A shark with a sword!
The sawfish is a very large fish, related to sharks and rays. Sharks and rays stem from a common evolutionary ancestry -- approximately 400 million years ago, there was an evolutionary split between bony and cartilaginous fishes, sharks and rays being examples of the latter. Sharks developed into the well-known nomadic predatory powerhouse we all know, whereas rays adapted a more specialized form well-suited for feeding on the rich food sources on the ocean floor. The first sawfishes came into being approximately 56 million years ago, and descend from an unidentified species of guitarfish (the guitarfish is sort of an intermediate form between shark and ray).
Sawfishes dwell near the ocean bottom, where they lie in wait for smaller fishes (like mullet). If a group of small fish comes nearby, a hungry sawfish launches itself at its prey and attacks it using the saw-like snout it is named after. The sawfish will slash prey with the sharp saw, and then return to the bottom to catch the injured or stunned fishes that sank down there after its assault. The saw also serves as a defensive weapon, which the sawfish will use to fend off attacking sharks (or fishermen).
The saw also serves two other purposes: The sawfish uses it like a rake to unearth buried prey (like crabs), and more importantly, it houses a sophisticated sensory system
which functions as a motion detector. Remarkably sensitive, the saw allows the sawfish to detect distant motion of incoming prey and predators, and even locate buried prey by sensing their heartbeat. While the sawfish also has decent eyesight, its prime sense is the motion detector -- vision is not that useful when you live in the darkness at the bottom of the ocean. A final note about the saw snout: The apparent "teeth" sticking out of the sides of the saw are not teeth at all, but dermal denticles -- specially adapted, sharp scales.
The sawfish is a very large ray, reaching lengths exceeding 20 feet. Unlike most fishes, female sawfishes are remarkable in that they bear live young. You can imagine that'd be quite painful with the saw and all, but in fact the newborn sawfish has a rubbery sheath around its saw -- and the saw itself is soft at birth, hardening shortly afterwards.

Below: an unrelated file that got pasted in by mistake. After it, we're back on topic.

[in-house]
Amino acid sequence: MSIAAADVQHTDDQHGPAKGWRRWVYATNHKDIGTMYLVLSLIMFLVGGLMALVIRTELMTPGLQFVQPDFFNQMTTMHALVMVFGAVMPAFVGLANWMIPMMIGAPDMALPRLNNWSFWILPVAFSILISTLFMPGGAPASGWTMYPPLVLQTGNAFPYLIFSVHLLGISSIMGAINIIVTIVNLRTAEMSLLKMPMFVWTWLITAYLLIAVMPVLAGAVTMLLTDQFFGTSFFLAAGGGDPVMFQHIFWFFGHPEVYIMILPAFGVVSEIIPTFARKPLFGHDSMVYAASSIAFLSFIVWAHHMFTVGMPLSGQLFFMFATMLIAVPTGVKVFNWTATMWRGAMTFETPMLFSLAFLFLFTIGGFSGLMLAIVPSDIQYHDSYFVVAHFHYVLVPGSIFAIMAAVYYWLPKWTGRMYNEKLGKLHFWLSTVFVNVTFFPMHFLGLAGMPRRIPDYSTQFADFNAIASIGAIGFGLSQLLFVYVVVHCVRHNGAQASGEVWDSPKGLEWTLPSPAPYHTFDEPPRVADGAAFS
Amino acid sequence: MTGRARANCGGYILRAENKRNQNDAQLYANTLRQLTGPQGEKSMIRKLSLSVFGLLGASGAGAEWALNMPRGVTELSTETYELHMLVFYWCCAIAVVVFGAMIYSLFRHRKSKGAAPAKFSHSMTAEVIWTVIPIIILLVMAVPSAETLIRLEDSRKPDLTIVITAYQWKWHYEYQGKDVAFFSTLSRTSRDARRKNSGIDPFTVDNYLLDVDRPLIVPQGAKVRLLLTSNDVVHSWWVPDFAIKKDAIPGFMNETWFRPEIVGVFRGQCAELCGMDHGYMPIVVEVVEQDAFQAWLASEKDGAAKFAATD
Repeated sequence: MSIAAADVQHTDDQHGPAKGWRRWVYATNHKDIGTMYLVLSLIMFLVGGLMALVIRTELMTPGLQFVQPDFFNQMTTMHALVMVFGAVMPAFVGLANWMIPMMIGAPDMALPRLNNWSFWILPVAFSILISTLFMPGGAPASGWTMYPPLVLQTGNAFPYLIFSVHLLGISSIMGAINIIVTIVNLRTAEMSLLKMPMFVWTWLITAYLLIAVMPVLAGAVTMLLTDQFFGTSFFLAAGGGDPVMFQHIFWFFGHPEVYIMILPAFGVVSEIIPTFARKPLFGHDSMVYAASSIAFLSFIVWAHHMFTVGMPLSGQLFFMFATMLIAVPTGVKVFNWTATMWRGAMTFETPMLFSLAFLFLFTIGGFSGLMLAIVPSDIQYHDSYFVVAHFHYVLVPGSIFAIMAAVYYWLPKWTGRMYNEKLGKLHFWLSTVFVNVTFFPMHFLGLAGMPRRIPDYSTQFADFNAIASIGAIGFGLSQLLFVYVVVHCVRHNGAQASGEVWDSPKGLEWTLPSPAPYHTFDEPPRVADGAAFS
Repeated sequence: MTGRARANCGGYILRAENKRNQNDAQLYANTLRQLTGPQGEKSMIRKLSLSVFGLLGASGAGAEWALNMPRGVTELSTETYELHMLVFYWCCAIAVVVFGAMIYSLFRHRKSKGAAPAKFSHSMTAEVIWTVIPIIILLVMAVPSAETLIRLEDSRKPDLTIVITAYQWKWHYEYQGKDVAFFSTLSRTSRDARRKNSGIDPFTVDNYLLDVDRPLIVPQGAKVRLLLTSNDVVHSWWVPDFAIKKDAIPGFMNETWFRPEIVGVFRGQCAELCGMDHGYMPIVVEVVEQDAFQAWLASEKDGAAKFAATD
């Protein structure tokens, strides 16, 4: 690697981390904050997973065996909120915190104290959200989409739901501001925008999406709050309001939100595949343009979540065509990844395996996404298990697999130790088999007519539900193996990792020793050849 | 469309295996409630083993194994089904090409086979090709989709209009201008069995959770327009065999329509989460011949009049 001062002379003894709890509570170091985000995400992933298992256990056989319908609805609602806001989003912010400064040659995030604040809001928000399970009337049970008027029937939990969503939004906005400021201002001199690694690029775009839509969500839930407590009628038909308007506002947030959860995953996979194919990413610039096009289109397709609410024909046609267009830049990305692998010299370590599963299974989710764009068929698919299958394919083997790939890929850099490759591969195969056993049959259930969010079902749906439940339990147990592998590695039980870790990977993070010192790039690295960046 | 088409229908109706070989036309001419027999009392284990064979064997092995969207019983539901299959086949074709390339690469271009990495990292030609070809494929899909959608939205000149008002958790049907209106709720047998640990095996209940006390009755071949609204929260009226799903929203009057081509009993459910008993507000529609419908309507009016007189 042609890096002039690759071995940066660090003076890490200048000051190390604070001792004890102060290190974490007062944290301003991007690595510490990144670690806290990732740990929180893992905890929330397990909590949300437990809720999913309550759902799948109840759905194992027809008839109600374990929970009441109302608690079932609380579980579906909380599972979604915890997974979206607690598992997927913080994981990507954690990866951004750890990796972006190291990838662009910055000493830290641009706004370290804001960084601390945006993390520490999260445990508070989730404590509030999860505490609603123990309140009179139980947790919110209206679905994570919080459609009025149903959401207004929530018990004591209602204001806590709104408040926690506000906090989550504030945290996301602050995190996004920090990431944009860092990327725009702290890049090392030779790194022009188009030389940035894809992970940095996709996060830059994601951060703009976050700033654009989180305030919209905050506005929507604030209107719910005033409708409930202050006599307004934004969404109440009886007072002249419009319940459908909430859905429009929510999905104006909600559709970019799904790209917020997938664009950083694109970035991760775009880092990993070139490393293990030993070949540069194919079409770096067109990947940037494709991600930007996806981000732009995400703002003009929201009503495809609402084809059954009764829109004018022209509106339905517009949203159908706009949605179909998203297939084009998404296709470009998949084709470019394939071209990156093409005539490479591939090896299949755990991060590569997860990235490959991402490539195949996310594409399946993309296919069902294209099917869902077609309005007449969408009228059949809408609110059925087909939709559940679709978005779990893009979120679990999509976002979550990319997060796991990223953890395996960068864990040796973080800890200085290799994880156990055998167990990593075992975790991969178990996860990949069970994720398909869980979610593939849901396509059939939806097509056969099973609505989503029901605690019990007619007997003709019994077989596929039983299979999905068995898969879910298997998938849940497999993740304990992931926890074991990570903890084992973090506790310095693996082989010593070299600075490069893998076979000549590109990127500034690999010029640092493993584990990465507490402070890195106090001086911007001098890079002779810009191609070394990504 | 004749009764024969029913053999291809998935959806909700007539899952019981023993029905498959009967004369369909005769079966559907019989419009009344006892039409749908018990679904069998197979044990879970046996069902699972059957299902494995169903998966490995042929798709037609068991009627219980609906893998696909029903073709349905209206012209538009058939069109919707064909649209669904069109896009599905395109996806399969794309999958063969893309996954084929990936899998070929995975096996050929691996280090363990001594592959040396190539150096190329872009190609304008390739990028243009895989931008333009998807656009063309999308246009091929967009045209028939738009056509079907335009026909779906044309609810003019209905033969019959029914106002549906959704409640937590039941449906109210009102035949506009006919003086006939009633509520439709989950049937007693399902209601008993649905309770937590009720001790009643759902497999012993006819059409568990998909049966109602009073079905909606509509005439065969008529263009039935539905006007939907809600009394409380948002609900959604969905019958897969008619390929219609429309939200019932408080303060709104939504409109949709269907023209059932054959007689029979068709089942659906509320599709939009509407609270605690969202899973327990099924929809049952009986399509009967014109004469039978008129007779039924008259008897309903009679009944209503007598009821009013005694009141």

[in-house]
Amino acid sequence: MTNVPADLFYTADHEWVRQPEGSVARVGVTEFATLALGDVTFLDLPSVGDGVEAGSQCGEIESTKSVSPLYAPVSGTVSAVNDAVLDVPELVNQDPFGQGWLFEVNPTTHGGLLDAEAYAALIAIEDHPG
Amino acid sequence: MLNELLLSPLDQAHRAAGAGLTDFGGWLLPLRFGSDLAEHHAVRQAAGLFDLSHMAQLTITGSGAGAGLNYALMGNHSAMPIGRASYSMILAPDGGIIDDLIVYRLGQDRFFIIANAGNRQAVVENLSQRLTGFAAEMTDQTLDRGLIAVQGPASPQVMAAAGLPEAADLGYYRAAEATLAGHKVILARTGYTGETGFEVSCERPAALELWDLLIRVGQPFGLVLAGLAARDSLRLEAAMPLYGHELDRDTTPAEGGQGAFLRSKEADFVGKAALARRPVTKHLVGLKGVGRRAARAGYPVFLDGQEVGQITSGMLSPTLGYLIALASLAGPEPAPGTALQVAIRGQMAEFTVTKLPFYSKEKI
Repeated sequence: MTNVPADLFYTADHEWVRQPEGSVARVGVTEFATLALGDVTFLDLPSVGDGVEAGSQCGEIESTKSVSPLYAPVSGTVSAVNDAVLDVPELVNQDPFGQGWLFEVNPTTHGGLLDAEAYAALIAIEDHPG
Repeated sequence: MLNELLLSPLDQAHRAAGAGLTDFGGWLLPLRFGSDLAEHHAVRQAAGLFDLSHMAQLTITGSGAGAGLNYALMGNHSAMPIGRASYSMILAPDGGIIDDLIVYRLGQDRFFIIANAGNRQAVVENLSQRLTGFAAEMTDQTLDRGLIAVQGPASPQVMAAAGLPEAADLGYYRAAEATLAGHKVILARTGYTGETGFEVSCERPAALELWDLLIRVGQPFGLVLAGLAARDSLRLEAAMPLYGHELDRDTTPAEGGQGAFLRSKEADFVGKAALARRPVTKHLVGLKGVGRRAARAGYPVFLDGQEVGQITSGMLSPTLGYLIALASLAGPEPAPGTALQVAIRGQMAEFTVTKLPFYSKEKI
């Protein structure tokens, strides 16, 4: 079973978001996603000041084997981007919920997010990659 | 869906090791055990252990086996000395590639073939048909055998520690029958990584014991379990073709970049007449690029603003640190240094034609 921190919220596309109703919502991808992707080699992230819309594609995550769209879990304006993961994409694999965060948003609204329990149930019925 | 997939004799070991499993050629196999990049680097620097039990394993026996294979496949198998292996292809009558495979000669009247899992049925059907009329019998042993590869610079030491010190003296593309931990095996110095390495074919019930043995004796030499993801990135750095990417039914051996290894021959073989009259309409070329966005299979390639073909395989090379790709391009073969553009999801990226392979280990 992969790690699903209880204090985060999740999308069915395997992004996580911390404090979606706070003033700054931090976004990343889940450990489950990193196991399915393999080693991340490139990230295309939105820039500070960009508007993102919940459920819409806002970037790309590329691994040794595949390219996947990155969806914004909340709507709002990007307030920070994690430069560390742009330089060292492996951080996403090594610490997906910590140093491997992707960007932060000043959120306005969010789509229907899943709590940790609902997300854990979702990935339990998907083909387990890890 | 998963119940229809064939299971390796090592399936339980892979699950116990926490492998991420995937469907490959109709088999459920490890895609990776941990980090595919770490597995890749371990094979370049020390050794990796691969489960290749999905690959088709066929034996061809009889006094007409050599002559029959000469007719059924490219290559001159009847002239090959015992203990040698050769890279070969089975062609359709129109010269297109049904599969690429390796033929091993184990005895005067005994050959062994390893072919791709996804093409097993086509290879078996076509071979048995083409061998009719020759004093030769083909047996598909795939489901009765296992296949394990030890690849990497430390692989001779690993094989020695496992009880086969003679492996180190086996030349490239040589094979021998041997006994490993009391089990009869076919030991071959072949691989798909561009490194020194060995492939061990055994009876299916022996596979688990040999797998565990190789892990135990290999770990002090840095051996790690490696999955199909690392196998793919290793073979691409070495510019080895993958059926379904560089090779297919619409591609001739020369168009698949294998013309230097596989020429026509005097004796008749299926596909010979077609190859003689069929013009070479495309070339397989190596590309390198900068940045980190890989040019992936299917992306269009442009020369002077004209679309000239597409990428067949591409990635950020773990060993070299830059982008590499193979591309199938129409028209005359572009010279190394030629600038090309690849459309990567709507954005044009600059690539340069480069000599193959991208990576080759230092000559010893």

Unless you are a smaller fish, crustacean or someone attacking the sawfish, an encounter with a sawfish is not likely to be painful. They tend to be gentle, sluggish and docile animals, and prefer to lie quietly at the bottom the water and not be disturbed. Since their teeth are dome-shaped, they cannot tear prey apart, thus also restricting them to feed on creatures a lot smaller than themselves. Remarkably for a 20-foot predatory fish related to sharks, there is not even one recorded incident of a sawfish killing or seriously harming a human. If you were travelling around tropical areas and looking for sawfishes, you could find them in a number of different places: The sawfish have the unique ability to survive in both freshwater and saltwater environments, and they can travel from the sea into rivers and lakes at will.
Unfortunately, you'd probably have to look for a long time. The sawfish is a seriously endangered species, primarily because they easily get entangled and caught in fishing nets set for other species, and decades of accidental capture has severely depleted their numbers. Also, they are quite sensitive to pollution or deliberate modification to the shallows they inhabit.
Wow, you learn a lot of obscure stuff by reading into your former favourite free software window manager, don't you?